• The productivity hack that turns us into creative problem solvers, charismatic leaders, and deep workers
  • Our body’s set system to learn new skills faster (one night of sleep will improve your performance by 20-30% the following day)
  • Key for a long and healthy life
  • Your ticket to easier weight loss

So what’s the minimum amount of sleep you need each night to skip the bad news and reap the rewards? 

The sweet sleep spot is 7-9 hours a night. Once we slip below seven hours of sleep, if you could peak through your scull and skin, you’d be able to measure objective impairments to your brain and body.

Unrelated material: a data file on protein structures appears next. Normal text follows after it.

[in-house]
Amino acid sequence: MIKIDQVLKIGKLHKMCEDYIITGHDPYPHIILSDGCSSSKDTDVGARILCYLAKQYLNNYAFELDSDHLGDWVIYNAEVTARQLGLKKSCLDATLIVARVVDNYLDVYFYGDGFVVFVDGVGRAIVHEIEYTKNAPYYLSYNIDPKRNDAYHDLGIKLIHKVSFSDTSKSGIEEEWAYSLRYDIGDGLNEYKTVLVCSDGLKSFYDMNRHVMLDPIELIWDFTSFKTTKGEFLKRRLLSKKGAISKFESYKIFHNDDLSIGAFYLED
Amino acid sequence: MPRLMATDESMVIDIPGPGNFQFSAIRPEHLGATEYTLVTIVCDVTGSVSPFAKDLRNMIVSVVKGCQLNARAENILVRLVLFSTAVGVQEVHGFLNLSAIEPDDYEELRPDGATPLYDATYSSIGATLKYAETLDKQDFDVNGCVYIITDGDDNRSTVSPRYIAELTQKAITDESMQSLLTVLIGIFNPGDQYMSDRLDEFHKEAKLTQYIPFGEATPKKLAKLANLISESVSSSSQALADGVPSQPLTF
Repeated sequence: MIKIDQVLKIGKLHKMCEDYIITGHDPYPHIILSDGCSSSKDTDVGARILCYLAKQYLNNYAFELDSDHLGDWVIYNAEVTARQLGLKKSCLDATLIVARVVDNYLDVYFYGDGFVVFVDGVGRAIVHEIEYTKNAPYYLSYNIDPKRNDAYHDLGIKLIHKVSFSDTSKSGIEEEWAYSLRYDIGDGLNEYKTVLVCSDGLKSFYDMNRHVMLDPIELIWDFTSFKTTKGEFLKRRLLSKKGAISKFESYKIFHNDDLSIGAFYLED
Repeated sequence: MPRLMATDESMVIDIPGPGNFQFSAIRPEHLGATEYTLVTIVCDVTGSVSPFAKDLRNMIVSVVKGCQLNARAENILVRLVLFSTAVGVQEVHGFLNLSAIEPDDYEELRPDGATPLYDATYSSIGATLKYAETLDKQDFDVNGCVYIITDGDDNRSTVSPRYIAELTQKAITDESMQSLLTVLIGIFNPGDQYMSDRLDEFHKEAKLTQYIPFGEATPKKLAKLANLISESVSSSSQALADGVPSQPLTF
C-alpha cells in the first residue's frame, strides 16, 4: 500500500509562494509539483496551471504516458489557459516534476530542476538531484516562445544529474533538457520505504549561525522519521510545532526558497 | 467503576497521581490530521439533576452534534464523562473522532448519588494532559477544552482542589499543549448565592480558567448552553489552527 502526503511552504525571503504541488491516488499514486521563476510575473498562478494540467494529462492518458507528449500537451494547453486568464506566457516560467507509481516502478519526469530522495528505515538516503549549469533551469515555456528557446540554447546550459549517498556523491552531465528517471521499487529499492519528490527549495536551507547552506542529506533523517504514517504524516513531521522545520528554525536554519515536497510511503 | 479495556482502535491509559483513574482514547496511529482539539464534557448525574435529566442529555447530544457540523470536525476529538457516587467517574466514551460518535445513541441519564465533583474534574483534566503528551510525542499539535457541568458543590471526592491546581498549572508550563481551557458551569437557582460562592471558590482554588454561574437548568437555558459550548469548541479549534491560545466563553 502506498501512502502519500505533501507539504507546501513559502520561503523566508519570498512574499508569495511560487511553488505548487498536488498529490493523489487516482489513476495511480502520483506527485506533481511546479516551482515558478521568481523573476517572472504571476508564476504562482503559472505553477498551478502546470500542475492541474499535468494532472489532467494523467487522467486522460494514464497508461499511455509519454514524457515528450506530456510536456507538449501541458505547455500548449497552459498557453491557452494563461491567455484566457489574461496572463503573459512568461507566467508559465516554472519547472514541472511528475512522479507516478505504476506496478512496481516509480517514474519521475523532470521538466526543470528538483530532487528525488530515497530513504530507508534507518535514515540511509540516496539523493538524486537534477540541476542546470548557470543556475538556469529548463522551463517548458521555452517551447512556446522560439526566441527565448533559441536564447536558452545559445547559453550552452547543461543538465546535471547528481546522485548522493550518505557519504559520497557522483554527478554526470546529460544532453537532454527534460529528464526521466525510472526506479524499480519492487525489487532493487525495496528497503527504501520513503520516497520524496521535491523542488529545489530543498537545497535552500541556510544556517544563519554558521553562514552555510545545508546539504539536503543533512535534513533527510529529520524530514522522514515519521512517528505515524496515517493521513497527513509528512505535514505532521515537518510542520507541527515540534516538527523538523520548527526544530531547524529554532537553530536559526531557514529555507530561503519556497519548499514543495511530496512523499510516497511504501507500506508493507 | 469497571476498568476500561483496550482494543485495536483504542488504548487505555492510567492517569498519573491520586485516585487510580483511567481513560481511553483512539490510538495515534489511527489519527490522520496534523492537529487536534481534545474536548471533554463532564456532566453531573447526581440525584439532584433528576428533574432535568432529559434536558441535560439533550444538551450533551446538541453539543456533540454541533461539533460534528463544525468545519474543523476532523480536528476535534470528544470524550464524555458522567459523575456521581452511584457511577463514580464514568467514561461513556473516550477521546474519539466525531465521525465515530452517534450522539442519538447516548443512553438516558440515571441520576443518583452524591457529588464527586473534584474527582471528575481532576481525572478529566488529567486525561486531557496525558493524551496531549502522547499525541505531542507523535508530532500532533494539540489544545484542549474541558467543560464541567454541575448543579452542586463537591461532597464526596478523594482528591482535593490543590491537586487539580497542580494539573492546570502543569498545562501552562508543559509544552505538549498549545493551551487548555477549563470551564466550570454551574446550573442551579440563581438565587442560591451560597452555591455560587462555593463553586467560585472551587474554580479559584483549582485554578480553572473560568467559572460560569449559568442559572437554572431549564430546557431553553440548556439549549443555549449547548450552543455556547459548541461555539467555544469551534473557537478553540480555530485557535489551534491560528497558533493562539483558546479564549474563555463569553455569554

What about the people claiming they feel great on just 6 hours? 

A lack of sleep actually impairs our ability to know how we’re doing objectively. In other words, when we’re sleep deprived, we’re terrible at recognizing that we are sleep deprived. 

Thankfully, the scientists can give us an objective perspective. The number of people who can survive on 6 hours of sleep or less a night without showing any impairment is is 0% of the human population. Yup, you heard that right! A super small fraction (less than 1%) of humans have an incredibly rare gene that allows them to survive on about 5 hours of sleep a night without physical and mental consequences. The rest of us—we undeniably need 7-9 hours nightly.

5 Hacks for Better Sleeps

Here are the 5 most powerful changes you can make to improve your sleep, according to a neuroscientist sleep specialist: